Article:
CAR Research Paper
The Economic Implications of Potential NHTSA and EPA Regulatory Revisions on U.S. Light Truck Sales and Manufacturing
Authors: Kristin Dziczek, Brett Smith, Yen Chen, Michael Schultz, and David Andrea
Produced by: Center for Automotive Research, Manufacturing, Engineering & Technology Group, and Economic Development and Strategies Group
Date: October, 2016
Categories: Manufacturing, Economic Contribution Analysis
While there are regulatory provisions that offer some compliance flexibility through credits, credit banking and trading, and technology incentives, it is not at all certain that vehicle manufacturers will meet the regulatory targets for light trucks. With real fuel prices nearing historic lows—and projected by the U.S. Energy Information Administration to stay low through 2025—U.S. regulators must take care during the ongoing mid-term review to set realistic and achievable standards for light trucks. Anything that could dampen the market for light trucks that consumers want to buy would result in large economic and financial impacts in the United States.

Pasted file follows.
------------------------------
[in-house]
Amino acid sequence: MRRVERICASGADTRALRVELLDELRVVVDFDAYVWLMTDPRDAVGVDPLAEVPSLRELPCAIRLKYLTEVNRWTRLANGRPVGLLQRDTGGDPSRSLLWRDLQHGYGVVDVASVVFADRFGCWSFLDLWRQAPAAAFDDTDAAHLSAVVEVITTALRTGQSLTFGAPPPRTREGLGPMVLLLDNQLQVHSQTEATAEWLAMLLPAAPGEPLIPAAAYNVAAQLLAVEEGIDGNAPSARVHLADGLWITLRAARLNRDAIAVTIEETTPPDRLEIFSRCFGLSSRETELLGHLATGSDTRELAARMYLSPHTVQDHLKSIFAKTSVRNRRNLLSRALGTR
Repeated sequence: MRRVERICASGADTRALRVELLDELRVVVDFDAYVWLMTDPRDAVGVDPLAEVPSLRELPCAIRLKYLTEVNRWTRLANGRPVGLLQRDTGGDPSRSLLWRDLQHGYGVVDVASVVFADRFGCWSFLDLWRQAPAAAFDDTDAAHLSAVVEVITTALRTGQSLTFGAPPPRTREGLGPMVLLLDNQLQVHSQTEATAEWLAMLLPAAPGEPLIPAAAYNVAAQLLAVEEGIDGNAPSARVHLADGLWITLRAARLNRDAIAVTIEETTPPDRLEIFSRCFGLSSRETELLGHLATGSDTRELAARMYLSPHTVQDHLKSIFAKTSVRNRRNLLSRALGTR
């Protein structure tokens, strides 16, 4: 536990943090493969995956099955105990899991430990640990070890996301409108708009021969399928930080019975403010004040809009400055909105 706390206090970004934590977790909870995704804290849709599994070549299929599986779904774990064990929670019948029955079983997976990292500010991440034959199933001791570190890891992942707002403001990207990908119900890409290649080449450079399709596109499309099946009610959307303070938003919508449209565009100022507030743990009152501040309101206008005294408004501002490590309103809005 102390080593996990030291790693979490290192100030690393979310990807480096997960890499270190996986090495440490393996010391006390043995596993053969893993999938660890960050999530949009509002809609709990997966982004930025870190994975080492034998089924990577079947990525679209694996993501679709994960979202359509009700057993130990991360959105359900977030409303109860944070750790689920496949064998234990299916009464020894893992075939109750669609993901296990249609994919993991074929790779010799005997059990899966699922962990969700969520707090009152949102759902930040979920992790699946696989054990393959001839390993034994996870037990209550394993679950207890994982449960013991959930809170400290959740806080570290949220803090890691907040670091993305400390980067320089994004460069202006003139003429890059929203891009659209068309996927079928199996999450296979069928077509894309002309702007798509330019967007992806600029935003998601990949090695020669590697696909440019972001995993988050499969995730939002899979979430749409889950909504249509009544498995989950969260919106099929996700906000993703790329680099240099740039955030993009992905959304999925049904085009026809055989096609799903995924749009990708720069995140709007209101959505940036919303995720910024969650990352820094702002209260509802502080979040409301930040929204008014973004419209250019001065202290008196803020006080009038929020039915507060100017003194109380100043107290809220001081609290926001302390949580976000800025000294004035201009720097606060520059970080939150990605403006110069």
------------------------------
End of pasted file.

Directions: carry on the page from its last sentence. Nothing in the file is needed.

Every job in a body-on-frame pickup truck plant or related powertrain plant supports another 14.9 jobs in the U.S. economy, and every light truck sold in the United States generates an average of $6,000 in operating profit for the manufacturers. The economic and financial consequences of stricter light truck regulations would be especially large at FCA, Ford, and GM—companies that have a sales mix that is currently at 72 percent light trucks, and a manufacturing mix that is 76 percent light trucks. However, lower truck sales would not only impact these three automakers, but also BMW, Daimler, Honda, Hyundai-Kia, Renault/Nissan, Subaru, Tesla, and Toyota and the large, long, and heavily U.S.-based supply chain that is completely interdependent in its support of all light truck manufacturing in the United States.
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